I am not a native English speaker and never lived in an English-speaking country, so I wonder how you would apply this word.

Would you apply the term "meat" to the following things?

  1. Muscle tissue of a cow
  2. Liver tissue of a cow
  3. Brain tissue of a cow
  4. Muscle tissue of other beasts (swine, goat, rabbit)
  5. Muscle tissue of a bird (chicken, quail, turkey)
  6. Muscle tissue of a fish
  7. Muscle tissue of mollusks, such as oyster, squid, shellfish, snail
  8. Tissue of polyp, medusa
  9. Tissue of a sponge
  10. Tissue of a mushroom
  11. Tissue of a plant
  • 1
    And, sweetmeats, meat from flour, meaty roles in movies, more. – Kris Feb 20 '12 at 9:00

It may seem rather odd, but you could apply "meat" to all of the above. Probably.

Wiktionary defines meat thus:

4. (uncountable) The flesh of an animal used as food.

5. (uncountable) Any relatively thick, solid part of a fruit, nut etc.

The first of these includes your points 1-7 fairly straightforwardly. Some vegetarians would quibble about whether fish was meat or not, but they are really drawing a separate(valid) distinction between fish and mammals.

By the time we're talking about polyps and sponges, most people wouldn't normally think of them in terms of eating. You could call them meat, but we usually don't.

Mushrooms and plants bring us to the second definition. If the mushroom or plant is substantial ("meaty"), we do sometimes refer to it as meat. It would usually be qualified in some way to make it clear that we weren't referring to animal meat, but the concept is well understood. It's moderately commonly used with reference to nuts and some fruit, rather less commonly with other plant or fungal matter.

  • According to the documentation, markdown does not currently support starting ordered lists at an arbitrary number. There are some workarounds, like using   to get similar spacing. – Mitch Schwartz Dec 23 '10 at 4:03
  • What about kaviar? – Anixx Dec 23 '10 at 9:08
  • Caviar and other eggs don't really fit either definition. I haven't heard anyone describe them as meat, either. (@Mitch: there are too many markup languages!) – user1579 Dec 23 '10 at 11:58

So, this is actually a really good question, because exactly what counts as meat can vary a bit from person to person or situation to situation. For example, some people consider themselves vegetarians while still eating fish. Others say that no fish is allowed. So my best breakdown (open to comments):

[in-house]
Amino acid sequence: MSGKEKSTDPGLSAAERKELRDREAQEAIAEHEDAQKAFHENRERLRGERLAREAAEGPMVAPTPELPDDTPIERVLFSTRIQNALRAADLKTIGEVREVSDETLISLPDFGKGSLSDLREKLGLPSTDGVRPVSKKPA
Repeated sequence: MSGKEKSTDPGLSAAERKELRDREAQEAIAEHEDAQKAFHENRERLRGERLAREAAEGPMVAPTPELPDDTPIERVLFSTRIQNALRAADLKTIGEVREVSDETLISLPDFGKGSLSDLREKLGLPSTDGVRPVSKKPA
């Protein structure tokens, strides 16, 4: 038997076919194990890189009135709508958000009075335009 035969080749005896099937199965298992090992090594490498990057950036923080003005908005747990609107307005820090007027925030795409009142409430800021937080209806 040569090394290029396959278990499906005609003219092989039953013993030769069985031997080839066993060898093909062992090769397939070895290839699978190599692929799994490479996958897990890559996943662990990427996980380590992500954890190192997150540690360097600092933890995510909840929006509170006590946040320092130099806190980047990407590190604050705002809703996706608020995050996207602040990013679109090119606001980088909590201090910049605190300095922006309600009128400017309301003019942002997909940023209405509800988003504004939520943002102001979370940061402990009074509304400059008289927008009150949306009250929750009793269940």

Always meat:

  • Muscle tissue of a cow
  • Liver tissue of a cow
  • Muscle tissue of other beasts (swine, goat, rabbit)
  • Muscle tissue of a bird (chicken, quail, turkey)

Maybe meat:

  • Muscle tissue of a fish
  • Muscle tissue of mollusks, such as oyster, squid, shellfish, snail
  • Brain tissue of a cow (I suppose if eaten, it could be considered meat, but I'm not familiar with brain eating.

Never meat

  • Tissue of a sponge
  • Tissue of a mushroom
  • Tissue of a plant
  • Tissue of polyp, medusa (unless these have something more akin to muscle than I'm thinking)

Edit: I'll also point out that meat can be used to describe the edible or substantial part of anything, e.g. the meat of the issue or he cracked the nut to get at its meat, but I assume that's not the sort you're referring to above

  • crab meat appears in Wikipedia at en.wikipedia.org/wiki/Crab_meat Snail meat and clam meat also appear in google searches. – John Satta Dec 22 '10 at 16:45
  • @John Satta - right, which is why I put them in the maybe section. They're certainly animal flesh, but under certain definitions of meat, fish, shellfish, etc. are excluded. – Dusty Dec 22 '10 at 16:51
  • @Dusty - Sorry, I missed the "Maybe Meat" heading - that's what I get for skimming. – John Satta Dec 22 '10 at 16:59
  • @John Satta - no worries. I toyed with sometimes meat but couldn't come up with something that really nailed what I was going for. – Dusty Dec 22 '10 at 17:03
  • 1
    If you're going to allow dietary definitions of meat into the discussion, I would say birds do not meet the standard of "always" meat. If there were a "usually" or "probably" category, I might put them in there, but as things stand, "maybe" is the most accurate category for bird flesh. – John Y Dec 23 '10 at 4:04

"Meat", unqualified, always refers to tetrapods (i.e. mammals, birds, reptiles, probably amphibians), as opposed to fish, arthropods or molluscs.

But with suitable qualification you can use "meat" to refer to any animal flesh: "crab meat" is common, as John Satta points out; and while I would not expect to see "tuna meat", I would not find it odd for somebody to refer to "separating the meat from the bone" when referring to tuna. (We do have "tuna steaks").

The use of "meat" for plant (or fungus) material, or for food in general, I would regard as archaic.

(Edited to generalise 'mammals' to 'tetrapods')

  • 1
    What about birds? – Anixx Dec 22 '10 at 18:25
  • True. I've replaced 'mammals' by 'tetrapods'. – Colin Fine Dec 23 '10 at 12:23
  • Are all birds tetrapods? – Kris Feb 20 '12 at 9:03
  • Yes, by definition. This is the classificatory "tetrapod", meaning the clade that contains those classes irrespective of the number of legs that any given species may have. Whales and snakes are tetrapods, because they are respectively mammals and reptiles, even though neither has four legs. – Colin Fine Feb 21 '12 at 0:55

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